Sunday, August 2, 2009

Hero for a Day


I had a friend was a big baseball player back in high school
He could throw that speedball by you
Make you look like a fool boy
Saw him the other night at this roadside bar
I was walking in, he was walking out
We went back inside sat down had a few drinks
but all he kept talking about was . . .
Glory days -- well they'll pass you by
Glory days -- in the wink of a young girl's eye
Glory days, glory days
(From “Glory Days” by Bruce Springsteen)

The weather was perfect for baseball, the sky a bright and distant blue, not a cloud in sight, with a cool breeze offsetting the warmth of a gentle sun. As was often the case in those days, my mind wandered to thoughts of that afternoon’s game, the dull, droning voice of my trigonometry teacher a distant hum in the background. I could not tell you one thing I learned in trigonometry, or much else during my senior year at Hightstown High School, but I remember the game we played that day as if it was yesterday, every detail permanently embedded in my memory, as clearly as a collection of photographs.

As seventh period came to a close, I began to feel nervous excitement, part fear, part anticipation, as butterflies filled my stomach. Craig Walker was to be the starting pitcher for the Allentown High Redbirds, our rival high school and that day’s scheduled opponent. I knew of him from when he played American Legion ball with my brother two years earlier, when Steve was a senior and Walker a sophomore. He was the team’s best pitcher then, even as its youngest player. Now a senior, he was the best pitcher in the Colonial Valley Conference, which encompassed fourteen high schools in Central New Jersey. Walker was a rugged, husky farm boy, with a serious demeanor, menacing mustache, and goatee. He was quietly intimidating and betrayed no sense of fear. He possessed that intangible quality God assigns to all hard throwing fireballers – the ability to make a batter think that, at any moment, he has the ability and will to inflict great pain.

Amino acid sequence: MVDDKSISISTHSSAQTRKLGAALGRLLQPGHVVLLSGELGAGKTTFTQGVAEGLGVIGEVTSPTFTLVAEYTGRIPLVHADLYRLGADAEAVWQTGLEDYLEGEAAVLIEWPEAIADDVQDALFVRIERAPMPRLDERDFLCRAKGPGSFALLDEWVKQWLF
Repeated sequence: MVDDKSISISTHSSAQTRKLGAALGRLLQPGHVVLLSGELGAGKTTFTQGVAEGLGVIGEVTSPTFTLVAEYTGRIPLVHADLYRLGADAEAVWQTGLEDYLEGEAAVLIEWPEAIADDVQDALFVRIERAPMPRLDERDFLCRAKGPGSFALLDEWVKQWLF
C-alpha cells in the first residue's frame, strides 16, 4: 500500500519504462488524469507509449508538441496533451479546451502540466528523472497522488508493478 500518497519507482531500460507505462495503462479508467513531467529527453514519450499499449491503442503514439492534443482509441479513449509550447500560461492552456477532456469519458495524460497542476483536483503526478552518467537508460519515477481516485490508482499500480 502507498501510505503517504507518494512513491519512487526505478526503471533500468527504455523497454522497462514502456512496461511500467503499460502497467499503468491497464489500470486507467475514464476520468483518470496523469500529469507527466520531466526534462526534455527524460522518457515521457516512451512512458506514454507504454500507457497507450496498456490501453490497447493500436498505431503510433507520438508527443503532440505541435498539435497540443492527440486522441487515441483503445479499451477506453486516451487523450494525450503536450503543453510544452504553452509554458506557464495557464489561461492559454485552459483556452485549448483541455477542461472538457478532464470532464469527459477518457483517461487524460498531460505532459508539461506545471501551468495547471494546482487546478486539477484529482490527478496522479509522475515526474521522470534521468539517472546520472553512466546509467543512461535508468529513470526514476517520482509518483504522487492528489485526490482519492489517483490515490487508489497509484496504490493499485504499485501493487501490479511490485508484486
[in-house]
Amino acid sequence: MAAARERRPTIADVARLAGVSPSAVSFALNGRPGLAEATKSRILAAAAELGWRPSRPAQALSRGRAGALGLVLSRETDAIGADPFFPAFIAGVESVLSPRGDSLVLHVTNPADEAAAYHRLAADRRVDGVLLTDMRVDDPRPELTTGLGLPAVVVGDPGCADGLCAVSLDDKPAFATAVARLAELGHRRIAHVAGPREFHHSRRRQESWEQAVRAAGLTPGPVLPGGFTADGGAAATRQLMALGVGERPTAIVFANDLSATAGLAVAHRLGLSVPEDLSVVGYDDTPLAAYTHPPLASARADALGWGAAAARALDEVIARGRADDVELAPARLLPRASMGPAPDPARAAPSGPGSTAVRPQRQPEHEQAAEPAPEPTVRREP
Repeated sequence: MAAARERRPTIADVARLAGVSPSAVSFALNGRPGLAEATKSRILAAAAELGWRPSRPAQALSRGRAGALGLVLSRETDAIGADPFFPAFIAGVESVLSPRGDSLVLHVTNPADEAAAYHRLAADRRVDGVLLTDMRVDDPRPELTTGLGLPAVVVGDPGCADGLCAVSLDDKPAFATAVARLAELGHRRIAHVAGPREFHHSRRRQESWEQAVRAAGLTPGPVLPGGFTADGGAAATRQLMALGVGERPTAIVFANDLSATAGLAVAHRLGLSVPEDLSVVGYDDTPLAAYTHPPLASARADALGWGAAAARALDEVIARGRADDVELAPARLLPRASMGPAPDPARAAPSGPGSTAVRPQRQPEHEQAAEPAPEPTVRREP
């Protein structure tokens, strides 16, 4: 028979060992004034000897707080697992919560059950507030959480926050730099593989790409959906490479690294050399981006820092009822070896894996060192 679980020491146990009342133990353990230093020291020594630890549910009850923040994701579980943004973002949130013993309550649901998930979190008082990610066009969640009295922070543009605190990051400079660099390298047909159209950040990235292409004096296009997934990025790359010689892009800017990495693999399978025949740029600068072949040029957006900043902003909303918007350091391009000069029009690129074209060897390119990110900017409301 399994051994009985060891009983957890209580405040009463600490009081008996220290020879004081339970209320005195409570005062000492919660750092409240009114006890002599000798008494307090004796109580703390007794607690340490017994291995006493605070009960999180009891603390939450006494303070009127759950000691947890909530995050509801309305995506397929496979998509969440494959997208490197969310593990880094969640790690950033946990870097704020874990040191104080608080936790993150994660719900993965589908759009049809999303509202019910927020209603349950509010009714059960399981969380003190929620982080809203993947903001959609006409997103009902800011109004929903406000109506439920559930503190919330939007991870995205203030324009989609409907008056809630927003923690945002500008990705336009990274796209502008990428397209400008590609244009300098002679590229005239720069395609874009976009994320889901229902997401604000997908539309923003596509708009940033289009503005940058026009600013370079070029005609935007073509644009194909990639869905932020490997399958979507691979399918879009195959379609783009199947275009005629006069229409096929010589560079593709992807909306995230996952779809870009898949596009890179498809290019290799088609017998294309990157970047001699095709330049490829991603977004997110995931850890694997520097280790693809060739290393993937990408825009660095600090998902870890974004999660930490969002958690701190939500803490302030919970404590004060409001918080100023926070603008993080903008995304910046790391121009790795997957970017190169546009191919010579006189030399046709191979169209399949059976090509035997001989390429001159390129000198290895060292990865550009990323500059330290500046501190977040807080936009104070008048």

Nothing creates more apprehension in a batter’s mind than a pitcher who throws high heat with movement. Catching up to the speed of the pitch – simply to make contact – is challenging enough. But velocity combined with a lack of control and erratic accuracy generates fear – the fear of striking out, yes, but more disconcertingly, the fear of getting beaned on the head. When a pitcher can generate fear in a batter’s mind, the joyful anticipation of coming to the plate is replaced by feelings of discomfort and apprehension. As Shoeless Joe Jackson so aptly advised Moonlight Graham in Field of Dreams, after Graham was brushed back twice in a row, “Look for the pitch down and away . . . but watch out for in your ear!” Craig Walker did not like batters feeling comfortable. He excelled at creating fear and apprehension.